The Bentonville Experience

We premiered Lez Bomb to two sold out audiences at Geena Davis’ Bentonville Film Festival last week. It was an incredible experience. About 20 of my nearest and dearest flew in for the premiere and we all got to celebrate in the charming town of Bentonville. I had no idea what to expect dropping the Lez Bomb in Arkansas, but Bentonville was straight up charming as hell, and at times mystical. The audiences were rowdy with laughter, supportive, and had a ton of questions. I’m pretty sure a handful of them thought they were seeing a french film called “Les Bomb,” but they were pleasantly surprised by our dysfunctional family ensemble comedy, Lez Bomb.

First and foremost – the food! My wife has celiac disease, so we were ecstatic when we discovered The Preacher’s Son, which is a restaurant inside what used to be a church. The ENTIRE menu is gluten free. The food was fantastic. So fantastic in fact, in the week we were there I believe we went a total of 4, some of us 5 times. In the basement of the restaurant is a speakeasy, where I had the chance to drink and chat with Geena Davis. Every bit of my A League of Their Own dreams came true!

Lez Bomb ended up winning the best narrative film jury award, which was an amazing experience in itself. But the entire week – I was overwhelmed with gratitude for meeting many inspiring and passionate people, and getting to share the experience with so many members of the Lez Bomb team, along with family and friends. It felt like a second wedding!

We released a clip of Lez Bomb last week on DEADLINE:

I look forward to sharing more information regarding the film in the near future.

Dream Big

“Dream Big” has been circling my mind. One of hashtags the Bentonville Film Festival is using is #DreamBigBFF.

As actors, writers, directors, artists, all who reach for the unknown looking for ways of expressing the depths of the imagination, the phrase “dream big” becomes an endeavor; in dreaming big, artists try and take that dream, and actively translate it to an audience with their medium of expression.

These dreams and expressions hopefully reveal truths. Once those truths reveal themselves, we can let go of that particular dream, which is sometimes more difficult than the actual creation of it in the first place.

On this springtime Friday filled with dreaming, I’m rereading Prospero’s speech in Shakespeare’s The Tempest:

Prospero:
Our revels now are ended. These our actors,
As I foretold you, were all spirits, and
Are melted into air, into thin air:
And like the baseless fabric of this vision,
The cloud-capp’d tow’rs, the gorgeous palaces,
The solemn temples, the great globe itself,
Yea, all which it inherit, shall dissolve,
And, like this insubstantial pageant faded,
Leave not a rack behind. We are such stuff
As dreams are made on; and our little life
Is rounded with a sleep.

Being “…such stuff As dreams are made on…” one of the trickiest things to learn is having the passion to dream, the perseverance to take that dream and turn it into reality, and then the discipline to let go of that creation that will, like our life, dissolve.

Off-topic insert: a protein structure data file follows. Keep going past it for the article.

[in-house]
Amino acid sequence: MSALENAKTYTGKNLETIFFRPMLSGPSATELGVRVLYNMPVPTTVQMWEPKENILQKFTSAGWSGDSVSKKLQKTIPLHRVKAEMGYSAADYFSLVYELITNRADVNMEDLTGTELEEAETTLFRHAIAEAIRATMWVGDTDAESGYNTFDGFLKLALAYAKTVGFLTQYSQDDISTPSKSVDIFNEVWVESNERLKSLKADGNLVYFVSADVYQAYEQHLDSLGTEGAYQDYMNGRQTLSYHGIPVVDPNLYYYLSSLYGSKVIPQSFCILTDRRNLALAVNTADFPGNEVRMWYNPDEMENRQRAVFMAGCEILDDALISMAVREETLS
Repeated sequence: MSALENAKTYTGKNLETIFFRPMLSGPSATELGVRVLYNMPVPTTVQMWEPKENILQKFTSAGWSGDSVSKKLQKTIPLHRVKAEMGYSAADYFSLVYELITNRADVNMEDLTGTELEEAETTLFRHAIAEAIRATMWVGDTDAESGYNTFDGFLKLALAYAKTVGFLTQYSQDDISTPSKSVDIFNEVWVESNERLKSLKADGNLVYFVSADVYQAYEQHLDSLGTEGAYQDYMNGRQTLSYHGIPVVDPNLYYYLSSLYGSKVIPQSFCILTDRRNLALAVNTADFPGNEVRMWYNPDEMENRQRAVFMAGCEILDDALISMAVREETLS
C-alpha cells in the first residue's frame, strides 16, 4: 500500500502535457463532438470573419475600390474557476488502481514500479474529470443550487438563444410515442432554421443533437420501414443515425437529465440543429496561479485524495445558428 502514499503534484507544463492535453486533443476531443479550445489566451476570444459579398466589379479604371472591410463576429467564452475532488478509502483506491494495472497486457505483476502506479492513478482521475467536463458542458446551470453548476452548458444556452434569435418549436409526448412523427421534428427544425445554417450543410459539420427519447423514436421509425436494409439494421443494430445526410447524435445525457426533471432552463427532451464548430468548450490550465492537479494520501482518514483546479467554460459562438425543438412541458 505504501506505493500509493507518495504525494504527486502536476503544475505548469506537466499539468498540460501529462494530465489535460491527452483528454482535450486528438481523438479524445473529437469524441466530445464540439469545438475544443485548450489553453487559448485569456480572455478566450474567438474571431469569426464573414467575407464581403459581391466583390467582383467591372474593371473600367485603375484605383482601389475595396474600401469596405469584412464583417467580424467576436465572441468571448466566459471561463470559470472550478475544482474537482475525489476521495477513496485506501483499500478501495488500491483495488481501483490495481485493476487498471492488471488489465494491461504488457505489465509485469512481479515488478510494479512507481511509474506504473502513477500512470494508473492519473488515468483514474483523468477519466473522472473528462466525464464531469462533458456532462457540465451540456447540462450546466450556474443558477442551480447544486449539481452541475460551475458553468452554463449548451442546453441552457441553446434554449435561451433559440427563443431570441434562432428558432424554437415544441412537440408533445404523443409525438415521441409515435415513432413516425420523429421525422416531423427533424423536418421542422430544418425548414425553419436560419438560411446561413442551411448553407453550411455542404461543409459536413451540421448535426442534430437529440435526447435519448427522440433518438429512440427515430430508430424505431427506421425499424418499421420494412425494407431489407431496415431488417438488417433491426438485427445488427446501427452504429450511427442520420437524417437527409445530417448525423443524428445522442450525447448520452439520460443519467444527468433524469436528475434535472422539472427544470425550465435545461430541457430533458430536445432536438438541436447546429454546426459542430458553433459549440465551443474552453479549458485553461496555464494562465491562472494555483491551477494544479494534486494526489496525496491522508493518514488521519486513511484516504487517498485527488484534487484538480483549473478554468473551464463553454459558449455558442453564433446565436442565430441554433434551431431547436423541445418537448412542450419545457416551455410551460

Tree Pose

Swaying in tree pose a few weeks back in yoga class, the teacher said “the standing leg’s your anchor and the bent leg’s just a distraction.” The standing leg provides your roots, your stability. That anchor’s always available, internally. Like in life, all the movement around that anchor’s just a distraction.

A tree is the perfect image for the concept of being grounded. When you think of a tree you imagine the trunk. It’s strong. It’s firmly grounded with roots that reach into the ground and take in the nutrients from it’s surrounding, and discards that which doesn’t serve it. As the tree grows upwards, it’s the leaves and branches that are swayed by the wind and the surrounding chaos of the environment. But the trunk stands firmly in place, unwavering in it’s conviction to be the most authentic version of itself.

Last night in acting class (I continuously study with John Dapolito), John went on an inspired tirade about the importance of staying grounded within your authenticity. Having vision, and leaning into that vision. Being so grounded within a point of view, that the many distractions and the shit-storm of opinions can’t knock you off balance. It requires the flexibility and openness to hear other points of view and learn from the ones that ring true, and discard the rest. It’s when we abandon our authenticity because of fear – fear of not pleasing people, fear of being criticized, fear of not being accepted – that stray from our truth out of fear, will always leave us feeling empty. Because it means we’ve allowed externalities to sway us off balance and away from our most authentic self. It’s impossible to please everyone. But we can always act from a grounded, internal place inspired by truth and authenticity.

It’s that truth and authenticity that gives each of us an interesting point of view, a lens through which we see the world. And it should be celebrated. In sharing those rich points of view we expand our consciousness, empathy, and capacity to enjoy this world in it’s vastness. Like a pride flag in all it’s colors, that spectrum of experience is what makes this world rich in color. On this rainy, snowy, NYC day, remember to stand firmly grounded in your roots, experiences, and authenticity, and remember the wind, sleet, snow, and rain’s just a distraction.

Book I’m reading.

Favorite song of the week.

Video I just finished and love.